Substitute has been found for tax credits
A proposal put together by a statewide group of economic developers and their supporters to replace the loss of brownfield and historic tax credits has been accepted by Lansing. The credits have proved to be nearly irreplaceable incentives that helped urban areas like Grand Rapids revive existing but vacant properties.
The Michigan Economic Development Corp., which was involved in putting the proposal together, recently announced it would adopt the plan for the coming fiscal year that begins Oct. 1.
“We could do a loan. We could do a grant. We could do a direct investment. We could do a hybrid of those,” said MEDC CEO Michael Finney to annarbor.com.
City Economic Development Director Kara Wood also was involved in that action.
“A proposal has been developed through a workgroup that worked directly with Lt. Gov. Brian Calley and other staff. It was sent to the governor and both the House and Senate,” said Wood.
“The workgroup that prepared the proposal included the MEDC and, therefore, the proposal recommendation will be morphed into the final program with input from the administration,” she added.
The brownfield and historic preservation tax credits were tied to the Michigan Business Tax, which goes away permanently Jan. 1. The new 6 percent corporate tax will replace the MBT then, and it doesn’t offer credits. Gov. Rick Snyder, who pushed for the new tax plan, had offered to fund a new program called Business Attraction and Economic Gardening with $50 million as a replacement for the credits.
“It got to the point where you could qualify if you had a house in the suburbs and in the winter your lawn was brown,” the governor said about brownfield credits at the Mackinac Policy Conference. “That’s not brownfield development.”
But the Michigan Municipal League, which represents the state’s cities and villages in Lansing, felt the governor’s $50 million program didn’t offer a large enough incentive.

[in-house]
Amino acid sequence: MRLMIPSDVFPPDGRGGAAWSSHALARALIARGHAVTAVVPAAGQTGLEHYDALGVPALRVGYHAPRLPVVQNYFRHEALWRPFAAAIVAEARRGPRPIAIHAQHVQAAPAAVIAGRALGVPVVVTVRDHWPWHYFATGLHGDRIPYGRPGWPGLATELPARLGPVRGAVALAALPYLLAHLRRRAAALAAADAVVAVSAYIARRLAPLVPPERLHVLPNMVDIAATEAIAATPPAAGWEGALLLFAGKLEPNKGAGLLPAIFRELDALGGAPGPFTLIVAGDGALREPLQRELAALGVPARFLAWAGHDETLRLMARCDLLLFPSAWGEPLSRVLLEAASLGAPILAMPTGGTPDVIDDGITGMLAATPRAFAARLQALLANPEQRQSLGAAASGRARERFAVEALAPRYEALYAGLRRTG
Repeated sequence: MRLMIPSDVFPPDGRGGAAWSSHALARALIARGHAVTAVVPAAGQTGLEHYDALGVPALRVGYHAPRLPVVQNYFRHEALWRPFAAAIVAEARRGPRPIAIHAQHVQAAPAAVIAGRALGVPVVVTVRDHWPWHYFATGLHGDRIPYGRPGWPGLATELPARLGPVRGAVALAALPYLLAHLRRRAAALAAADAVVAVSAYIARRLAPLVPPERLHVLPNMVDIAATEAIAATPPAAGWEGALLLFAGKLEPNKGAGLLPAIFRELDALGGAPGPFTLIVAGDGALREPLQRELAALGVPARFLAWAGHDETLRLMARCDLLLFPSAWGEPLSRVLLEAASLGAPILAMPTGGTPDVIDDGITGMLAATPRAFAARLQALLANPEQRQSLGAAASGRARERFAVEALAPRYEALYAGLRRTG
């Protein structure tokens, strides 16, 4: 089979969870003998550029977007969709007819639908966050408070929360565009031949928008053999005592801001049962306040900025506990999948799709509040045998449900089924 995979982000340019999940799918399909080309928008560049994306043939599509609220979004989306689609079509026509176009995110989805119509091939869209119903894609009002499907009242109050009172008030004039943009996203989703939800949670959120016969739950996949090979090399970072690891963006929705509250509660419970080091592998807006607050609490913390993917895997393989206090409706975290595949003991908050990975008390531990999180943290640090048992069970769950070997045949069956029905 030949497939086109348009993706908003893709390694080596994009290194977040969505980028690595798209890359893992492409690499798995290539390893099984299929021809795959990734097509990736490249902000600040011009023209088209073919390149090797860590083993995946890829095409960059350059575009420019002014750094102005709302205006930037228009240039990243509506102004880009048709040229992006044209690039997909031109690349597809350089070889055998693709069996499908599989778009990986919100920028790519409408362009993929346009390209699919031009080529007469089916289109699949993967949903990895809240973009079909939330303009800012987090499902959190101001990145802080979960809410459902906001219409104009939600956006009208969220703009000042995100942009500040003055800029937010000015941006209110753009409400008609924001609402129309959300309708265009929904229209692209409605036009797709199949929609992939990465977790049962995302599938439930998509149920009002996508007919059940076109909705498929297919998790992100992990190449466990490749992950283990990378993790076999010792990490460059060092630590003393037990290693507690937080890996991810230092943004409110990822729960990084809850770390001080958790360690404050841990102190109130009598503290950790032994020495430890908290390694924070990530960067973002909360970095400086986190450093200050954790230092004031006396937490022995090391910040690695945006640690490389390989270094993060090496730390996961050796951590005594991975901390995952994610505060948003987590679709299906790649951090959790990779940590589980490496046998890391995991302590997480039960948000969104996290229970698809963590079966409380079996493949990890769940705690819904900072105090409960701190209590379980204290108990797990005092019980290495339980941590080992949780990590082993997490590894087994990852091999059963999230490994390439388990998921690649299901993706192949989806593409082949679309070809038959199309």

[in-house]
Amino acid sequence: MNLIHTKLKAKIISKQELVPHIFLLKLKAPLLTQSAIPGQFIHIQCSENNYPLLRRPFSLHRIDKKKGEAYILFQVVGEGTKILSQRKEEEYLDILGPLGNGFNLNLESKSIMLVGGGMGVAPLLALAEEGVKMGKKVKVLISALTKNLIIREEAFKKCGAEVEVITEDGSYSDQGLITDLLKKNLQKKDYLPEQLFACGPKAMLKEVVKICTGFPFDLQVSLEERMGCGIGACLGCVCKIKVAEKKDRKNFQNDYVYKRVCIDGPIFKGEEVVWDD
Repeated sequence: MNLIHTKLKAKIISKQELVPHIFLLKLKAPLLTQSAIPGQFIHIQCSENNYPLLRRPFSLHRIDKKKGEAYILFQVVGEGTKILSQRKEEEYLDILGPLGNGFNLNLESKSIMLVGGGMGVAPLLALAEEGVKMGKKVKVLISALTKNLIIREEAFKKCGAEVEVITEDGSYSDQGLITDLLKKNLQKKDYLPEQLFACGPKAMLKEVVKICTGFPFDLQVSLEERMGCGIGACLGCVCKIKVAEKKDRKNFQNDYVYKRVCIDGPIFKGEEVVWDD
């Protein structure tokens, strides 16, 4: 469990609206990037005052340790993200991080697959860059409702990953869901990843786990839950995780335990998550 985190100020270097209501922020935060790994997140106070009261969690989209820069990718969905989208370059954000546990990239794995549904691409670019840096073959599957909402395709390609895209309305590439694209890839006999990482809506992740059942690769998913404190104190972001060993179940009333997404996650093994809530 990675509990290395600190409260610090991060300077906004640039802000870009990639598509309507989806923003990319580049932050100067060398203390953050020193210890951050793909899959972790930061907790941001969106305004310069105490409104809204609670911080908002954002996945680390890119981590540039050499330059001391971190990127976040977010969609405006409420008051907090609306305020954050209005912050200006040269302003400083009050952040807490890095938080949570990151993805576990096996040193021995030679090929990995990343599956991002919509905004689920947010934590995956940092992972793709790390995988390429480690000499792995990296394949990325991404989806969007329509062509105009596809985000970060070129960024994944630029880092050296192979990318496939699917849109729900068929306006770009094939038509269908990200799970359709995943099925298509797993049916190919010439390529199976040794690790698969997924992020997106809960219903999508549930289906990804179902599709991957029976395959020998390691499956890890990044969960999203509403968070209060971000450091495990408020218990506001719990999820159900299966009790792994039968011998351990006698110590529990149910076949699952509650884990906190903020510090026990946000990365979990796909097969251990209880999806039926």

“Elimination of the credits along with miniscule funding for a replacement program will devastate the ability of local communities to attract private development and create jobs,” said MML CEO and Executive Director Dan Gilmartin.
The MML claimed that eliminating the credits would cost the state tax revenue and jobs, as both the brownfield and historic credits are awarded only when a project is completed. The league said roughly 75 percent of the new taxes that a project yields goes to the state, with 25 percent being credited to the developer.
“The math is simple: If a developer is going to lose the 25 percent tax credit, the state is going to lose the 75 percent in taxes that would have been generated by the project,” said Gilmartin.
“In addition, old buildings that are likely currently crumbling and previously developed land that is likely now not being used will stay off the tax rolls. Gutting funds for tax credits that create jobs and generate more tax revenues for the state amount to economic nonsense,” he added.
According to the proposal that Wood was part of, the state approved $510 million in brownfield credits from 2008 to 2010. Over the same three years, $45 million in historic tax credits also were approved. The proposal pointed out that the actual project investment from all sources was 12.6 times the amount of credits awarded. The group estimated that the annual withholding taxes from the permanent jobs the investments created were $22.6 million, and $28.9 million from the construction jobs.
“We needed to show how important the program is for urban redevelopment, which the governor is very interested in. We just wanted to make sure that a replacement program spurs a lot of investment and job creation,” said Wood.
Wood said the proposal contains a grant program and a loan program to replace the tax credits.
“I think right now we’re at about $100 million, which is more than what we initially thought the legislature might allocate toward this program. We’re glad to hear that it has increased. However, we know it’s a significant decrease in what we really need in the program statewide,” she said.
Finney said the MEDC will have a pool of $100 million for brownfield and historic credits and other incentives for the upcoming fiscal year.
“I feel good about it,” said Wood. “And our hope is that next year we can come back and show how many nice things we did with that $100 million that we’ll get more funding for the future.”